Lovis Corinth: Petermannchen
Portrait of Charlotte Berend
Lovis Corinth (1858-1925) painted this portrait of a young woman during a holiday together on the Baltic coast. The portrait subject, Charlotte Berend (1880-1967), was daughter to a Jewish merchant family and took lessons with the well-known painter as an escape from bourgeois constraints. She became one of his favorite pupils and the couple were engaged later in 1902, the same year that this picture was painted.
Corinth was already exploring the limits of convention through the subject’s casual stance, with head back and shoulders uncovered, suggestive of the sensual, erotic portraits he went on to paint of Charlotte Berend in the years that followed. Hidden in the picture is a dedication from the artist to his lover: Barely visible on the back of the chair "m(ein) l(iebes) Petermannchen" (my dear Petermannchen) is written. She herself traced this nickname back to a harmless, amusing story. But Corinth was probably aware of the other meaning: The "Petermannchen" is a fish that can suddenly bristle and injure badly.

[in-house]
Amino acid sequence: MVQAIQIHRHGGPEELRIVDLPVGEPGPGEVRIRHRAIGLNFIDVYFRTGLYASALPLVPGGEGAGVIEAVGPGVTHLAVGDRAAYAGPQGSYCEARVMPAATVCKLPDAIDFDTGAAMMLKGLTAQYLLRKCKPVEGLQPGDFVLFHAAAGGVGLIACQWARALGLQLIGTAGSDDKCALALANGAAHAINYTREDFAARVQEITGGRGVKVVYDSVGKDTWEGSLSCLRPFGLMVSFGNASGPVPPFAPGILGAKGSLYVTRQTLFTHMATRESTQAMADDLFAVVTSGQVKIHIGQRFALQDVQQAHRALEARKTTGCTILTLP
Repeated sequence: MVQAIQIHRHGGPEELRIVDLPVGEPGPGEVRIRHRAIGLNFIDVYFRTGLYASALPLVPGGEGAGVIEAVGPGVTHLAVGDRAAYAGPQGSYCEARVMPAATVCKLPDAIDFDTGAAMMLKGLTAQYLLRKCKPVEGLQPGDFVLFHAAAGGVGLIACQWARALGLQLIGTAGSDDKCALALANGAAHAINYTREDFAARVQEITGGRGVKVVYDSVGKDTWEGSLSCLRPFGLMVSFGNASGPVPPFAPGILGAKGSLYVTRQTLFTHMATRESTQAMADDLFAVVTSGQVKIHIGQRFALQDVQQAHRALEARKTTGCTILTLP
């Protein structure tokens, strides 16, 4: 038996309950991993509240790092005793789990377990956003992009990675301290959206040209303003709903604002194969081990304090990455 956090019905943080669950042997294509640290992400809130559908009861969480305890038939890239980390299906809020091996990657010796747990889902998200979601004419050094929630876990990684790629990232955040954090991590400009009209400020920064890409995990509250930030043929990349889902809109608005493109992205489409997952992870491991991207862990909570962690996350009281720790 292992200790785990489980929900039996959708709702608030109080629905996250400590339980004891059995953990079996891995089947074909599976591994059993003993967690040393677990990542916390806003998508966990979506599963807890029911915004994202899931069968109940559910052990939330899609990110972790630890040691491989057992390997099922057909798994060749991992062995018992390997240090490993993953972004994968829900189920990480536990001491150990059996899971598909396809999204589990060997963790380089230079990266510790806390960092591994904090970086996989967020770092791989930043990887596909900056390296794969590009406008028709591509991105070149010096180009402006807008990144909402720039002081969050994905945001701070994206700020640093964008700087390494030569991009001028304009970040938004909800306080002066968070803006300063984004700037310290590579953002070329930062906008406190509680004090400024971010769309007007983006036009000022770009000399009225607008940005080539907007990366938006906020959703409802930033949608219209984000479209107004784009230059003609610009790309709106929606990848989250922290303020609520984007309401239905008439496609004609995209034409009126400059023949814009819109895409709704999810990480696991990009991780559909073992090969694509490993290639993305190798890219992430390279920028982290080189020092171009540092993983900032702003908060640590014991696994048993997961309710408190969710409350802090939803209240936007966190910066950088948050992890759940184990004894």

Lovis Corinth had many Jewish commissioners, as numerous portraits prove. This one of his future wife is evidence of the dialog between two artists and at the same time evocative of the picture of a "beautiful Jew." It tells of the tension between the Jewish identities around and beyond religion and bourgeoisie.
Following her marriage, Charlotte Berend increasingly put her own artistic work behind that of her husband, although she continued to belong to and exhibit at the Secession. In 1939, she emigrated to New York where she opened an art school.
Petermannchen / Portrait of Charlotte Berend
Seebad Horst i. Pommern a. d. Ostsee (today Nichorze, Polen), 1902
Oil on canvas, 119 x 95 cm
"Lovis Corinth / 2. September 1902", on the back of the chair "m. l. Petermannchen"